Preserving oak woodlands protects the local ecology and contributes to the environment as a whole. The oak canopy fosters growth of inter-dependent species, plants and animals. The canopy shades the ground in the hot summers, and reduces temperatures and inhibits growth of grasses that accelerate wild fires. An intact ecosystem is home to many native species that collectively keep systems resilient.
Healthy woodlands filter water during the rainy season, reducing erosion and slowing down the runoff. They also channel more rainwater into the aquifer, the underground reservoirs that supply wells and leak slowly into springs to keep reservoirs full and creekside vegetation healthy in the dry season.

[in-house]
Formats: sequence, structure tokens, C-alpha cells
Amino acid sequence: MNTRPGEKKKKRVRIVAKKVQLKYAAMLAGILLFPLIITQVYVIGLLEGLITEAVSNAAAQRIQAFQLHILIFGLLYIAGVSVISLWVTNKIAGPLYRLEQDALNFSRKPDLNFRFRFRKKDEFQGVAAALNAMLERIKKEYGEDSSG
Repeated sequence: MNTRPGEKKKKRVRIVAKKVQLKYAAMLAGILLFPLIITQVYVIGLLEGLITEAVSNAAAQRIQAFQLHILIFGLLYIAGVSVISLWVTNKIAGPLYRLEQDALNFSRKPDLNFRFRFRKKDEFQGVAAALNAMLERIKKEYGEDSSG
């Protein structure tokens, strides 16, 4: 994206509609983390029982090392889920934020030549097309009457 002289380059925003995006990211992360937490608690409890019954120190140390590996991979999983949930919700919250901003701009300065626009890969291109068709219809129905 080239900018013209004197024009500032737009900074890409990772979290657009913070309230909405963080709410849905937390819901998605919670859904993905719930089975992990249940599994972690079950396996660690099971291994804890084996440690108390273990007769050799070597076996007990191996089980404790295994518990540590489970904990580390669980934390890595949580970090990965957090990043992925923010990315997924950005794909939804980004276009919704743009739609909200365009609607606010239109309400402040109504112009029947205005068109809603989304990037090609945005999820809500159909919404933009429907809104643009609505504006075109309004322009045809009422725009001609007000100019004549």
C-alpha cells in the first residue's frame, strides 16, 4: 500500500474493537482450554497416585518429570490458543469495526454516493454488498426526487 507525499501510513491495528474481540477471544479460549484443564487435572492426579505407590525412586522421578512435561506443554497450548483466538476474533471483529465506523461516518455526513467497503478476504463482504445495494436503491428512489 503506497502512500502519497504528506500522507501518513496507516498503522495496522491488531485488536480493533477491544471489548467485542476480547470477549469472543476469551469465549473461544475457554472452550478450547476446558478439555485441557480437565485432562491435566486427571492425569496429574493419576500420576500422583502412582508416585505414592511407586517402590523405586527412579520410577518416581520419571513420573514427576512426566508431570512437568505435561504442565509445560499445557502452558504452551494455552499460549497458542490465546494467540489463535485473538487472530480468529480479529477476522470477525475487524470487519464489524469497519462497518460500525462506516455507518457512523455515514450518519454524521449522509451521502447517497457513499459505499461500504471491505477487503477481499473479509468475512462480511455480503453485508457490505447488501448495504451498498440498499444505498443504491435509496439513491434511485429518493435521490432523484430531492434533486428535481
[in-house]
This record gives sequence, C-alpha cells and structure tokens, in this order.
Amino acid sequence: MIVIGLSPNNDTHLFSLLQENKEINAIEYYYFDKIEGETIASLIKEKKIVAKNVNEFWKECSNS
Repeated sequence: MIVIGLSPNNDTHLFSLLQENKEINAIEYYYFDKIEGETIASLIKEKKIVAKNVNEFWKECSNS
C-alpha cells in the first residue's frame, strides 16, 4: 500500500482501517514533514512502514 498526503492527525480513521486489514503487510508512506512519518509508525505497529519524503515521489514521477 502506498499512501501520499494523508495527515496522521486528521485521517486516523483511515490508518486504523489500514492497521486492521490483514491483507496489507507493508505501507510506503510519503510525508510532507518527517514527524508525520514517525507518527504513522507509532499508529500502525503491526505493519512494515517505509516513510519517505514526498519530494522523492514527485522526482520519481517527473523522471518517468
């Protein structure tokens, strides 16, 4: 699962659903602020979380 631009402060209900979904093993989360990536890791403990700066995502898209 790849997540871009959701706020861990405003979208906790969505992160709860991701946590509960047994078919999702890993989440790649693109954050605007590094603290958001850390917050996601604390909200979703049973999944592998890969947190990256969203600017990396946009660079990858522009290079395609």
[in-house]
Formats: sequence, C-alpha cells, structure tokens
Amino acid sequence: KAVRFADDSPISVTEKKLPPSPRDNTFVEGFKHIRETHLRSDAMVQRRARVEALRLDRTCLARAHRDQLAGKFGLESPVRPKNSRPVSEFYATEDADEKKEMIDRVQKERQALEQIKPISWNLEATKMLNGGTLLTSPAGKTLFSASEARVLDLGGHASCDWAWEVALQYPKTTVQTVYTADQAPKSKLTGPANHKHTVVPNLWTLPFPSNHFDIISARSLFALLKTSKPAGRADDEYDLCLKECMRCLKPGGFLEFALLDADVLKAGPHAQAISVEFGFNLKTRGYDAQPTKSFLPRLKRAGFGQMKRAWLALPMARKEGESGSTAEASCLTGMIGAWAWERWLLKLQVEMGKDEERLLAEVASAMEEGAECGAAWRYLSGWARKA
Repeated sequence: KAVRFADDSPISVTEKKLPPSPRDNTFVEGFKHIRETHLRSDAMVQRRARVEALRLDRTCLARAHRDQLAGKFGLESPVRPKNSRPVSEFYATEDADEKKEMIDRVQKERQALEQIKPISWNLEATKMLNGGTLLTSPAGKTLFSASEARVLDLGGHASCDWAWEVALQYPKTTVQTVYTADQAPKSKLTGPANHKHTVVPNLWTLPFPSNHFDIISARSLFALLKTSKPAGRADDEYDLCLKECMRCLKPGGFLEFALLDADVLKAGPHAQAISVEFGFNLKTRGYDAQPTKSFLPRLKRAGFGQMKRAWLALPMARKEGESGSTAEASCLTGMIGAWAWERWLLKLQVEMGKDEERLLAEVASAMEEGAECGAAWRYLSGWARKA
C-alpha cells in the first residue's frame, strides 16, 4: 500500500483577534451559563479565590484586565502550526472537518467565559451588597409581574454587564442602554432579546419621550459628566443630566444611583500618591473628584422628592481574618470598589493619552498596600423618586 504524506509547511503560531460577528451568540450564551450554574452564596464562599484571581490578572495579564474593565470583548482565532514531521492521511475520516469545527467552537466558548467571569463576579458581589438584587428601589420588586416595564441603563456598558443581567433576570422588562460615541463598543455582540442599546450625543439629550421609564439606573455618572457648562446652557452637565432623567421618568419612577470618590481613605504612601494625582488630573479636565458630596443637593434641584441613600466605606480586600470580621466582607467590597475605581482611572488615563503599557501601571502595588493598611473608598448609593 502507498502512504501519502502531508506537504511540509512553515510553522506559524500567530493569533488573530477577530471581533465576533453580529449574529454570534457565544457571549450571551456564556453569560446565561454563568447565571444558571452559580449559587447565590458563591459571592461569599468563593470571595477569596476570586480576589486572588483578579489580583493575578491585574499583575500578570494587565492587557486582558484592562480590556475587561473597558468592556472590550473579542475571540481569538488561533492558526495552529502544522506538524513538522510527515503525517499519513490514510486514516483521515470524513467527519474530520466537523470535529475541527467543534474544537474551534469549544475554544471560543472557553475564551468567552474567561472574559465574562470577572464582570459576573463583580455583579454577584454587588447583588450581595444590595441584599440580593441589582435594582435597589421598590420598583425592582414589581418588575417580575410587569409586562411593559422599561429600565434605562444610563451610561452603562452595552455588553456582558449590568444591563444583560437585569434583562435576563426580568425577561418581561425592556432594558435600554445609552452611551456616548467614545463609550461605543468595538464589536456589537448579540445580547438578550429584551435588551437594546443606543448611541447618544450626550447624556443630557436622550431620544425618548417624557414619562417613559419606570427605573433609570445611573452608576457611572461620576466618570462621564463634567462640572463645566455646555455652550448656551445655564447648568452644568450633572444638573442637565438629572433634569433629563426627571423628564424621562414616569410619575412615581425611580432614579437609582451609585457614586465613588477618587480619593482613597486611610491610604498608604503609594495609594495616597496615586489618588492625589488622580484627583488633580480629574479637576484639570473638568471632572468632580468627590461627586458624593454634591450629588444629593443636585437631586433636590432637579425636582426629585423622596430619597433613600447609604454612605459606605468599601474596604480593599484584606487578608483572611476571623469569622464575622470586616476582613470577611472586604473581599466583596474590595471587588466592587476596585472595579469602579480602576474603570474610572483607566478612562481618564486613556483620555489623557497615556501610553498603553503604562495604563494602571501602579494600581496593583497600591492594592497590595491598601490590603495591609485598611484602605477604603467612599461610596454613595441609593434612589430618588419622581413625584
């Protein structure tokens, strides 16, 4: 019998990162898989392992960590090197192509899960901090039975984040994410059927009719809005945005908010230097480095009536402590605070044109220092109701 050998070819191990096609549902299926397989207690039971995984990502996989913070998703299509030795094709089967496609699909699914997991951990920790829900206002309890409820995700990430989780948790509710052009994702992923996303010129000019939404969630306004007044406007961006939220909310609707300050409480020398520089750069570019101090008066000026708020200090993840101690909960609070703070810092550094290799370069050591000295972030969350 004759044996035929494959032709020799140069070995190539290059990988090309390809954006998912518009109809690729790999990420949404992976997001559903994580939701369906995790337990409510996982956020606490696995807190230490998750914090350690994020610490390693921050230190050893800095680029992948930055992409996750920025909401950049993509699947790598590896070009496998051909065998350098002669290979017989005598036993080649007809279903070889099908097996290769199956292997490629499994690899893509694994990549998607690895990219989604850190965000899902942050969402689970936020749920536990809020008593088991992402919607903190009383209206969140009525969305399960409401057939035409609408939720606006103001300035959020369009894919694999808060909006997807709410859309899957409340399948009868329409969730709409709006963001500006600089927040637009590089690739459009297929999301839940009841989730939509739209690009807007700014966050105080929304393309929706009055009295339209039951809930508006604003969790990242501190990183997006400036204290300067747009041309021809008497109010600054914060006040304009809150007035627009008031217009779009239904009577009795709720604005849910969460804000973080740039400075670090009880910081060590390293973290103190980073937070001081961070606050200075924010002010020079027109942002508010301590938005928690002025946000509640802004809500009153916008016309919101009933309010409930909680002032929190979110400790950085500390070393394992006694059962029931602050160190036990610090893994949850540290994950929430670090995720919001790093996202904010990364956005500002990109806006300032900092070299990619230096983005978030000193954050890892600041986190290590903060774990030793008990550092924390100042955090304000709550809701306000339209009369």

Clear-cutting watershed woodlands results in faster runoff in the rainy season, more floods, more erosion, decrease in biodiversity, more water consumption, and less available water for surrounding and downstream areas.
Woodlands also take carbon dioxide out of the atmosphere and sequester it in the form of wood. This is a huge climate service, particularly as we face challenges of how to arrest global warming.